I’m leaving today for a 10-day silent meditation retreat. I will be completely disconnected from the outside world for 10 full days. I’ll have no access to my computer, phone, social media, TV, books, music, or any other form of distraction. I hope that you’ll forgive me if I’m absent from the blog, don’t post on Instagram or don’t reply to your comments for the next week or so. I will be back in 10 days with a clear mind, a rested body and hopefully a ton of new ideas to share with you.
I’ve done this meditation course two times already – I did my first one about 4 years ago, and the second one a little more than a year ago. It is without a doubt the most challenging thing I ever did – it is emotionally, spiritually and physically challenging in ways that are almost impossible to explain. But it is also one of the most rewarding experiences I will ever do. It changed my life in ways that I would never have thought possible. I meditate on and off in my everyday life and I like to go back every now and then to reconnect with my meditation practice and deepens my learnings. I always leave with a new perspective on life and a profound feeling of clarity, gratitude and love. The meditation technique is called “Vipassana”, which means “to see things as they really are”. If you’re curious and want to know more about the course, you can learn all about it here, or feel free to leave a comment below or send me an email and I’ll be happy to answer any question you may have when I get back.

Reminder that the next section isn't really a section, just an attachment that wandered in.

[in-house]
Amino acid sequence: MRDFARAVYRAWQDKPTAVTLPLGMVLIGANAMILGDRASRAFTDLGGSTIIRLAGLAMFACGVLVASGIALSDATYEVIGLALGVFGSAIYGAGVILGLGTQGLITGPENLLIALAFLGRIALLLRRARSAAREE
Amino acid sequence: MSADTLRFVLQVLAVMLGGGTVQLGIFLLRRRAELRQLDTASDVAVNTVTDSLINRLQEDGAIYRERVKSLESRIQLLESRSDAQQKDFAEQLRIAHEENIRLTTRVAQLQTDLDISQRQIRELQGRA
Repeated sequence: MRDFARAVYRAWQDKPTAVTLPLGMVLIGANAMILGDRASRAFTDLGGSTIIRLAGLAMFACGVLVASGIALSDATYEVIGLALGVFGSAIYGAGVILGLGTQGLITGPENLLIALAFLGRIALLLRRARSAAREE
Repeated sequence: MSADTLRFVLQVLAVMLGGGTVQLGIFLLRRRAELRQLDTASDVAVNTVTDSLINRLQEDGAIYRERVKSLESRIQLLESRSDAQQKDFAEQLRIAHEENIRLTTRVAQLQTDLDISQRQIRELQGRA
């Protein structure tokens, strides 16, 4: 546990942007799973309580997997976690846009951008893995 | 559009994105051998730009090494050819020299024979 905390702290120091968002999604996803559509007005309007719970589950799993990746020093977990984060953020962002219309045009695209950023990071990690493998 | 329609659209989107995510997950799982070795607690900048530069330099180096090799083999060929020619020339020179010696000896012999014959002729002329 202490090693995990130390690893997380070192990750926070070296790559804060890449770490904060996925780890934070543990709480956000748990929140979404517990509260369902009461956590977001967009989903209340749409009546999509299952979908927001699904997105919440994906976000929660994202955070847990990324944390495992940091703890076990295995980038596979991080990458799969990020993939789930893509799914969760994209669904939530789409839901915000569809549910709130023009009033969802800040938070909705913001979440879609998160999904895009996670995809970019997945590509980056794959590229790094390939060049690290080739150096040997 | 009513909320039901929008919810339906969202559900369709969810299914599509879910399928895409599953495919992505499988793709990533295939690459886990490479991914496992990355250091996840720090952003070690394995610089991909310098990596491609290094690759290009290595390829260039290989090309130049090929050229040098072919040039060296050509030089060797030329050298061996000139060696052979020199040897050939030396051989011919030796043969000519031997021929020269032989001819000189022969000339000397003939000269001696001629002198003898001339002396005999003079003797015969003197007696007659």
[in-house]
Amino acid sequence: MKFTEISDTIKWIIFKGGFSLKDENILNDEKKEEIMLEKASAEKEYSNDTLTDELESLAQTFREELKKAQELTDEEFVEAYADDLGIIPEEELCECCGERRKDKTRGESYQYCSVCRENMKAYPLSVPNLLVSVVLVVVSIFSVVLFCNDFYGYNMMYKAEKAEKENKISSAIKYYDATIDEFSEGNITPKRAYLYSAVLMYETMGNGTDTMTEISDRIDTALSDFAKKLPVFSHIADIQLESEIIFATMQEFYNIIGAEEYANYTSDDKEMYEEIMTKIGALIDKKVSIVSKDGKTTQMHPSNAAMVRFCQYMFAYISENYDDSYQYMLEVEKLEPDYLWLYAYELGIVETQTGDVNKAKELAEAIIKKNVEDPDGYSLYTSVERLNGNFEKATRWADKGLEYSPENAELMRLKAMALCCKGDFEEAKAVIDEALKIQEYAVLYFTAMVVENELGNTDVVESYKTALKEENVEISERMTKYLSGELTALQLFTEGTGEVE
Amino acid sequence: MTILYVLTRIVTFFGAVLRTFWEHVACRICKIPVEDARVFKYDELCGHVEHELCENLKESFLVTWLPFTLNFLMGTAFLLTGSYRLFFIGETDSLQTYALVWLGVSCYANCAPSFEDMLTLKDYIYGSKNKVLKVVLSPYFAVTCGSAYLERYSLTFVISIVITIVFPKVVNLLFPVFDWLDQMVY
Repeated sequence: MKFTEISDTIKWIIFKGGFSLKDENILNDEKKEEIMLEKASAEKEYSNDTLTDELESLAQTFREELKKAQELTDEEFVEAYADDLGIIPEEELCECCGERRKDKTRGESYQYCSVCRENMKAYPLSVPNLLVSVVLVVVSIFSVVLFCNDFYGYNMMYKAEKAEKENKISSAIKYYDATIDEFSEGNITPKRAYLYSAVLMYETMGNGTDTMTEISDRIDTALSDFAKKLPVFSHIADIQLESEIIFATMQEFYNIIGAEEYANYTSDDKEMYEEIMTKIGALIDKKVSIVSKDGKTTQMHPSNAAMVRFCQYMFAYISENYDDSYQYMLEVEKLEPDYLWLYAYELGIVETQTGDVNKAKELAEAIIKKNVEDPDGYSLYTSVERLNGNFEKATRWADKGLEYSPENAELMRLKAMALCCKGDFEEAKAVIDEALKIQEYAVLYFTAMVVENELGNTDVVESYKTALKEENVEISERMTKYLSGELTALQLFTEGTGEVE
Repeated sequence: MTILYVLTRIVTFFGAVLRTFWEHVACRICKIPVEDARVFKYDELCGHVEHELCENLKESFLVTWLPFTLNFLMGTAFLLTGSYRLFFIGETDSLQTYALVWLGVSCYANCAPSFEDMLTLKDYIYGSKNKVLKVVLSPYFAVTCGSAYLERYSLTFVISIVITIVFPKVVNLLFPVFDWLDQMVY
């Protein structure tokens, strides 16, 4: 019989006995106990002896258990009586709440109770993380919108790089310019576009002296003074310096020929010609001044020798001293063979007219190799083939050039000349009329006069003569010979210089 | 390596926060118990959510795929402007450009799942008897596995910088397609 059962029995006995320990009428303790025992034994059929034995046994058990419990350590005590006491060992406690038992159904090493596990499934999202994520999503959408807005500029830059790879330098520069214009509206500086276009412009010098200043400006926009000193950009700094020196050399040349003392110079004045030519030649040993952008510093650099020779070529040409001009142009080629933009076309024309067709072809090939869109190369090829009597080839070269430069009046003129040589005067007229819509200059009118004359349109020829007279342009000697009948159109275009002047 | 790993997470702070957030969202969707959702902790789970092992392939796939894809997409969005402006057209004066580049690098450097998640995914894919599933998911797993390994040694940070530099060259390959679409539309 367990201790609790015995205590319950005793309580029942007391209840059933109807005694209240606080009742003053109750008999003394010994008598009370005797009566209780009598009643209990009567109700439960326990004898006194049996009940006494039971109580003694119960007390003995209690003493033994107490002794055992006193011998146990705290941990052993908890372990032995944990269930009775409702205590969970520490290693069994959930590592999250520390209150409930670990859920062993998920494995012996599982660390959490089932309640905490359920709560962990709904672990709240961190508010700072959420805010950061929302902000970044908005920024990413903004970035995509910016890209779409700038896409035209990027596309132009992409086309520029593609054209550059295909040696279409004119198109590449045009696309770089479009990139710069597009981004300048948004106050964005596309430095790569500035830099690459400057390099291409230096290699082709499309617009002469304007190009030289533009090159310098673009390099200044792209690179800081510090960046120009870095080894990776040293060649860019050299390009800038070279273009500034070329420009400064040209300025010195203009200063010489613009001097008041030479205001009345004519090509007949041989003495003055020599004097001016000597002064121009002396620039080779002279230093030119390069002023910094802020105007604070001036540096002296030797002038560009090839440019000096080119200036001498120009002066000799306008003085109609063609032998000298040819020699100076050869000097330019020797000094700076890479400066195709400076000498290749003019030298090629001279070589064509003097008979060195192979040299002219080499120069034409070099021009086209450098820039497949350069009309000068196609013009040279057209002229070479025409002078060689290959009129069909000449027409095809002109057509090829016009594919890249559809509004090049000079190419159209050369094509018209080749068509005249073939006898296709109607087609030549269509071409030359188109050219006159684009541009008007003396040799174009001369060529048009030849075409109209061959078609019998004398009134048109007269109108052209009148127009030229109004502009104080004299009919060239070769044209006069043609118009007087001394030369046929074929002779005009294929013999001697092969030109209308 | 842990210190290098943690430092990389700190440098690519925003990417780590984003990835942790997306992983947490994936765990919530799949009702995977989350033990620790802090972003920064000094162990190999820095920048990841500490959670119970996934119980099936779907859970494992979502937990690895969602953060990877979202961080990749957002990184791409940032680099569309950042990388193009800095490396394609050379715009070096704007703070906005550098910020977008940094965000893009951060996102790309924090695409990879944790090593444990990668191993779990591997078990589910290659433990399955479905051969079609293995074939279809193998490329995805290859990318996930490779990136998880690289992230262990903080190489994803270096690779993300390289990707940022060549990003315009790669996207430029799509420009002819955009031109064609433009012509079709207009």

Before I leave, let me share with you this delicious variation on the classic hummus recipe. I know, there are tons of hummus recipes out there and to be quite honest, I think they’re all amazing! You can’t really go wrong with hummus, can you ?
I chose to use one of my favorite winter root veggies as the star here: Jerusalem artichokes (also called sunchoke, sunroot, earth apple or topinambour). Jerusalem artichokes are in season now and you should make the most of them before they’re gone. Their weird appearance does not do justice to their wonderful taste and overall awesomeness. Sunchokes are super flavourful – they have a unique combination of earthiness, nuttiness and sweetness. They can be eaten raw but are particularly delicious roasted. I’ve roasted them here with some garlic to release their natural sugars. They become super soft with the roasting process and make a wonderful base to a creamy hummus, which is perfectly accompanied by these crispy, flaky za’atar crackers.